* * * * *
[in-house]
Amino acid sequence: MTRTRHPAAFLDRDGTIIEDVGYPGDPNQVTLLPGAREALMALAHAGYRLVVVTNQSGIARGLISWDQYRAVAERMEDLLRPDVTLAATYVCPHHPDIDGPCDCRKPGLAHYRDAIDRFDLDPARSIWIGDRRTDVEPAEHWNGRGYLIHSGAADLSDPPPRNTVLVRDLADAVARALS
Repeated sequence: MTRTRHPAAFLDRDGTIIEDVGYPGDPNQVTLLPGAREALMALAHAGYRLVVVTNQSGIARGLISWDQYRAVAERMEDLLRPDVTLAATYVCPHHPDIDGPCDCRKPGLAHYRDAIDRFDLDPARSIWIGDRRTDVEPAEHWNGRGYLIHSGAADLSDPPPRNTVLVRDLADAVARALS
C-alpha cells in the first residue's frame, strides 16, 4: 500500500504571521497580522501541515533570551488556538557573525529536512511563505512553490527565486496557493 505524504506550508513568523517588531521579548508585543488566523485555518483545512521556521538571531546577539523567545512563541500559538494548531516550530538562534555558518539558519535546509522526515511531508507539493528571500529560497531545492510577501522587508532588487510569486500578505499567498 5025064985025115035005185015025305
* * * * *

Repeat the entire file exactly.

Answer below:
[in-house]
Amino acid sequence: MTRTRHPAAFLDRDGTIIEDVGYPGDPNQVTLLPGAREALMALAHAGYRLVVVTNQSGIARGLISWDQYRAVAERMEDLLRPDVTLAATYVCPHHPDIDGPCDCRKPGLAHYRDAIDRFDLDPARSIWIGDRRTDVEPAEHWNGRGYLIHSGAADLSDPPPRNTVLVRDLADAVARALS
Repeated sequence: MTRTRHPAAFLDRDGTIIEDVGYPGDPNQVTLLPGAREALMALAHAGYRLVVVTNQSGIARGLISWDQYRAVAERMEDLLRPDVTLAATYVCPHHPDIDGPCDCRKPGLAHYRDAIDRFDLDPARSIWIGDRRTDVEPAEHWNGRGYLIHSGAADLSDPPPRNTVLVRDLADAVARALS
C-alpha cells in the first residue's frame, strides 16, 4: 500500500504571521497580522501541515533570551488556538557573525529536512511563505512553490527565486496557493 505524504506550508513568523517588531521579548508585543488566523485555518483545512521556521538571531546577539523567545512563541500559538494548531516550530538562534555558518539558519535546509522526515511531508507539493528571500529560497531545492510577501522587508532588487510569486500578505499567498 5025064985025115035005185015025305